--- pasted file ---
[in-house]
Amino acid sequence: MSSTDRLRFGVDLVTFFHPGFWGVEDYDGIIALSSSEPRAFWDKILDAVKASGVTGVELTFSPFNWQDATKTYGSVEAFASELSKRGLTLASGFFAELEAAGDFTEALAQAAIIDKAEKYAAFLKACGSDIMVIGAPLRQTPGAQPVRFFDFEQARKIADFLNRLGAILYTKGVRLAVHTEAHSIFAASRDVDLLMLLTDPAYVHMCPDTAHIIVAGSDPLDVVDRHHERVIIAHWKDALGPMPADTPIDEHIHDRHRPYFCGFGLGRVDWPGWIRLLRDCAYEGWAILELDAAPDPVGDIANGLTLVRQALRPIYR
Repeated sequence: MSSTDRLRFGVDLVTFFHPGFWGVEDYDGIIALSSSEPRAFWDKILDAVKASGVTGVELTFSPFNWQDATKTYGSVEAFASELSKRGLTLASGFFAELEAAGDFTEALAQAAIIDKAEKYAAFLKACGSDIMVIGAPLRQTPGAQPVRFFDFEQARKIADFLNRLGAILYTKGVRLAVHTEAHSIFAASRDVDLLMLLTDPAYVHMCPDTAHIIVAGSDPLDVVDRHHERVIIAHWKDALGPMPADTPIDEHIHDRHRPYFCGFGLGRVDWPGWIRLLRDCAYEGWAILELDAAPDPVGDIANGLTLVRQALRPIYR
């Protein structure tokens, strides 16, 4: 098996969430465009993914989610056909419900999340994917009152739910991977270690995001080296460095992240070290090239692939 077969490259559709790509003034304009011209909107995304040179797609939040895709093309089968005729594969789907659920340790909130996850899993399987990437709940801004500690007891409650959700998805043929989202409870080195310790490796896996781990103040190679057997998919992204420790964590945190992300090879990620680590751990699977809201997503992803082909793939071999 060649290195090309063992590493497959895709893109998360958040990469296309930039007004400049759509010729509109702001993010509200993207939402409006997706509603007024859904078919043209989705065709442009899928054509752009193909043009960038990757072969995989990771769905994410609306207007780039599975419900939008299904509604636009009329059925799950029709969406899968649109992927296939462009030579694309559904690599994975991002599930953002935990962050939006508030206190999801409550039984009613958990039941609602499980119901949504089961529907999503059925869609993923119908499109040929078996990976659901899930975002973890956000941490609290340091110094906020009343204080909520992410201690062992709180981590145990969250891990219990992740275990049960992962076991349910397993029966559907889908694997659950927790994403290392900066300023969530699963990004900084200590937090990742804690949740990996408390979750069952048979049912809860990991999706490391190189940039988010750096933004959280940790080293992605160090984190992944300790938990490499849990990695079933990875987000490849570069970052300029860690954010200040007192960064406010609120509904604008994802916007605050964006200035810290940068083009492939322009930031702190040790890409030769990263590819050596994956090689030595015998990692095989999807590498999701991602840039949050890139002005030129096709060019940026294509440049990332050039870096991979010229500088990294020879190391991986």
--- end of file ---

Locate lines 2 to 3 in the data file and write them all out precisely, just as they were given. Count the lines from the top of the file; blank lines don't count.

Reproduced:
Amino acid sequence: MSSTDRLRFGVDLVTFFHPGFWGVEDYDGIIALSSSEPRAFWDKILDAVKASGVTGVELTFSPFNWQDATKTYGSVEAFASELSKRGLTLASGFFAELEAAGDFTEALAQAAIIDKAEKYAAFLKACGSDIMVIGAPLRQTPGAQPVRFFDFEQARKIADFLNRLGAILYTKGVRLAVHTEAHSIFAASRDVDLLMLLTDPAYVHMCPDTAHIIVAGSDPLDVVDRHHERVIIAHWKDALGPMPADTPIDEHIHDRHRPYFCGFGLGRVDWPGWIRLLRDCAYEGWAILELDAAPDPVGDIANGLTLVRQALRPIYR
Repeated sequence: MSSTDRLRFGVDLVTFFHPGFWGVEDYDGIIALSSSEPRAFWDKILDAVKASGVTGVELTFSPFNWQDATKTYGSVEAFASELSKRGLTLASGFFAELEAAGDFTEALAQAAIIDKAEKYAAFLKACGSDIMVIGAPLRQTPGAQPVRFFDFEQARKIADFLNRLGAILYTKGVRLAVHTEAHSIFAASRDVDLLMLLTDPAYVHMCPDTAHIIVAGSDPLDVVDRHHERVIIAHWKDALGPMPADTPIDEHIHDRHRPYFCGFGLGRVDWPGWIRLLRDCAYEGWAILELDAAPDPVGDIANGLTLVRQALRPIYR